The highly monochromatic nature of narrow-linewidth lasers means they can be anywhere from 100 to 10,000 times narrower than the UV, visible, or IR spectral features of the absorbing species. Thus, by fixing the wavelength of the laser at a wavelength where the absorbing species will absorb strongly, the absorption coefficient can be calculated at that specific wavelength. By tracking the attenuation of the laser over the course of a combustion event, the time-resolved concentration of the absorbing species can be measured and then utilized for the refinement of chemical kinetics mechanisms. Shown in the figure below is an example of an experimental H2O time history, from which it was possible to suggest a factor-of-30 decrease in the rate constant of the reaction H2+N2O ↔ H2O+N2.
Fixed-wavelength diagnostics can also be applied to non-combusting environments. For example, such diagnostics can be utilized to measure the initial concentration of a species in a mixture to ensure that complications such as condensation are not an issue. Fixed-wavelength diagnostics have also been employed to ascertain the level of particulate matter (e.g., aluminum nanoparticles) present in heterogenous mixtures.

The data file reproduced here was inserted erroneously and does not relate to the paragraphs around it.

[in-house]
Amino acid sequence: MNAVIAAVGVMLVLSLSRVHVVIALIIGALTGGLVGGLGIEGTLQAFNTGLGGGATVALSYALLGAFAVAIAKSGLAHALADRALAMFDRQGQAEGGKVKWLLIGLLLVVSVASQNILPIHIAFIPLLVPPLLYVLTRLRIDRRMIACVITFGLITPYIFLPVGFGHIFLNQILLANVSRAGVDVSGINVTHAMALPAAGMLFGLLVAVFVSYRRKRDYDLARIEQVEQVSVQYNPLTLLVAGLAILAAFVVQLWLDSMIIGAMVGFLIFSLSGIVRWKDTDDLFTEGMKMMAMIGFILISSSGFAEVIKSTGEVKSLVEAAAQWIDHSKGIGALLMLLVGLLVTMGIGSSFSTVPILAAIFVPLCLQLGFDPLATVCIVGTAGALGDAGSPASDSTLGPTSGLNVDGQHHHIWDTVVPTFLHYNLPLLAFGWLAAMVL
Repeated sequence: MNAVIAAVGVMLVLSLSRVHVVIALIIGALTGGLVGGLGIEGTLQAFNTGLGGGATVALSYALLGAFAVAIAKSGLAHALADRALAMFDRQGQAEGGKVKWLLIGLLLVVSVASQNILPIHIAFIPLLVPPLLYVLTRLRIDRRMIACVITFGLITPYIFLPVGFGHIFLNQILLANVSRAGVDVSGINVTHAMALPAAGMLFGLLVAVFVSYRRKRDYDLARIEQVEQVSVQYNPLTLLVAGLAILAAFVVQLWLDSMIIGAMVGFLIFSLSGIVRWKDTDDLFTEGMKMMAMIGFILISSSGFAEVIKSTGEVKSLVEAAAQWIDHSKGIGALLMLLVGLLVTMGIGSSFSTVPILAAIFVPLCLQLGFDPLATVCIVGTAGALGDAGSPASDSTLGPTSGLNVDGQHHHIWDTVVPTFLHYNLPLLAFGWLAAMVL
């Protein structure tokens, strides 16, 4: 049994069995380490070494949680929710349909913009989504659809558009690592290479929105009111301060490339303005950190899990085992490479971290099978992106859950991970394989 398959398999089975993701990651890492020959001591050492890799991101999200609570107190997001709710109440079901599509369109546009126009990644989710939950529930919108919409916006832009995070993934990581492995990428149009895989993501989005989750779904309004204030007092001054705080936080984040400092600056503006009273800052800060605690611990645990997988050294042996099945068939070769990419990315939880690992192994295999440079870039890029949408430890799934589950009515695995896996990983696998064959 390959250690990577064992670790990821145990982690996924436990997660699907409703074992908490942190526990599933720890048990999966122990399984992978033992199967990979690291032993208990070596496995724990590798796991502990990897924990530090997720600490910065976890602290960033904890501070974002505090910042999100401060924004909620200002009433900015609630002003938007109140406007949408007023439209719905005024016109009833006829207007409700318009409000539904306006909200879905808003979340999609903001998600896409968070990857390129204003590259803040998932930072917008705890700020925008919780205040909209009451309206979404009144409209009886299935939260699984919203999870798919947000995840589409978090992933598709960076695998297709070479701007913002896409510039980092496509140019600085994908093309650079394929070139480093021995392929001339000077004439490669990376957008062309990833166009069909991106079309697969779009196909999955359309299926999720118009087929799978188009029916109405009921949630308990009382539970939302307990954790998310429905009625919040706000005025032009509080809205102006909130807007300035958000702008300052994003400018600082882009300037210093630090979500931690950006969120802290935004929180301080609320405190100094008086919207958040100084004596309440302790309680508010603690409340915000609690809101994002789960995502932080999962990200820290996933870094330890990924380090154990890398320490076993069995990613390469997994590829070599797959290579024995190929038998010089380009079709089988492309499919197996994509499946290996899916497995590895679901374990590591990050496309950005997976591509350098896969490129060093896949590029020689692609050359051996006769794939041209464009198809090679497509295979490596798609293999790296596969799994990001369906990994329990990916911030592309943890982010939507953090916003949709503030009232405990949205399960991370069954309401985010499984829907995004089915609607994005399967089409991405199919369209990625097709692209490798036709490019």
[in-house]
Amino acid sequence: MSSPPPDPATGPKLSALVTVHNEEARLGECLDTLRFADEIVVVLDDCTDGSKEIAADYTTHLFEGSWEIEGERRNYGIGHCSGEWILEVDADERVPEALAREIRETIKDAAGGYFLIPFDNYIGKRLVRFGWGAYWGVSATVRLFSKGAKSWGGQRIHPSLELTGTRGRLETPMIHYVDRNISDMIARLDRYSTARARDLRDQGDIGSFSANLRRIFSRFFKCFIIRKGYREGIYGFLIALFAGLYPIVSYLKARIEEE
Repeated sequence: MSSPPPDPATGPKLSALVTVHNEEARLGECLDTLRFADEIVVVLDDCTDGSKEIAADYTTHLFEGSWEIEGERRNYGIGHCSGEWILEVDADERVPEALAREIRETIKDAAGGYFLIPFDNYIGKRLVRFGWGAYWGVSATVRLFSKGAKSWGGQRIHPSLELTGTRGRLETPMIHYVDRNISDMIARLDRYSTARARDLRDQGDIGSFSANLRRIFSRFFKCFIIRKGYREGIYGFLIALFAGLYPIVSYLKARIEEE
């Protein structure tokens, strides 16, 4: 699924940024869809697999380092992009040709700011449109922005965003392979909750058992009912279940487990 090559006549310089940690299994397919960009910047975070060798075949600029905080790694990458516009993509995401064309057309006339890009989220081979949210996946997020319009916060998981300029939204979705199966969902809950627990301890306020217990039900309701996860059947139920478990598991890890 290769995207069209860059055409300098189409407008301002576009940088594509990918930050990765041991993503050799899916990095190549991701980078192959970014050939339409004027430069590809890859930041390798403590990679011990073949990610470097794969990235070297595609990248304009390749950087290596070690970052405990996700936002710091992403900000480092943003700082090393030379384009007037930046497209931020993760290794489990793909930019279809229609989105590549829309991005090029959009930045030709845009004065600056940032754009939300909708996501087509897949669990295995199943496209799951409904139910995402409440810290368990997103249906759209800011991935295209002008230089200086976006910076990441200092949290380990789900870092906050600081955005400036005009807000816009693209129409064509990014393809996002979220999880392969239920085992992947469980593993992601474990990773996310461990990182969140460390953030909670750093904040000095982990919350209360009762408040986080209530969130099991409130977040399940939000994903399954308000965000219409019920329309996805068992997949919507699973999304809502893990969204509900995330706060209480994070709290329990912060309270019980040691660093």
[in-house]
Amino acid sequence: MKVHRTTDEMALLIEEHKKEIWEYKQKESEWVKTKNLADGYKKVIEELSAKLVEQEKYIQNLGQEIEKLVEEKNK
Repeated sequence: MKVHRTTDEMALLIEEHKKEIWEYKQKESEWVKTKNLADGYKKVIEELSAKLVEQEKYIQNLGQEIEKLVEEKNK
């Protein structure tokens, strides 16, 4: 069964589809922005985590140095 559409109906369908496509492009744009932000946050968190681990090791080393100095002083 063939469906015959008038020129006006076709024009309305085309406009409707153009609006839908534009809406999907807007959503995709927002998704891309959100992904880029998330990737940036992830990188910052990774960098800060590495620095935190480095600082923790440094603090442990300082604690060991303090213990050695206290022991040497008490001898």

Species that have been measured using fixed-wavelength diagnostics either at Texas A&M or in collaboration with others, namely The Aerospace Corporation, include CO, CO2, H2O, CH, SiH2, OH, H2O2, and various hydrocarbons.
Experimental H2O time history behind a reflected shock wave in a mixture of H2 and N2O. Adapted from .
 C. R. Mulvihill, O. Mathieu, and E. L. Petersen, “The Unimportance of the Reaction H2 + N2O = H2O + N2: A Shock-Tube Study Using H2O Time Histories and Ignition Delay Times,” Combustion and Flame, Vol. 196, 2018, pp. 478-486.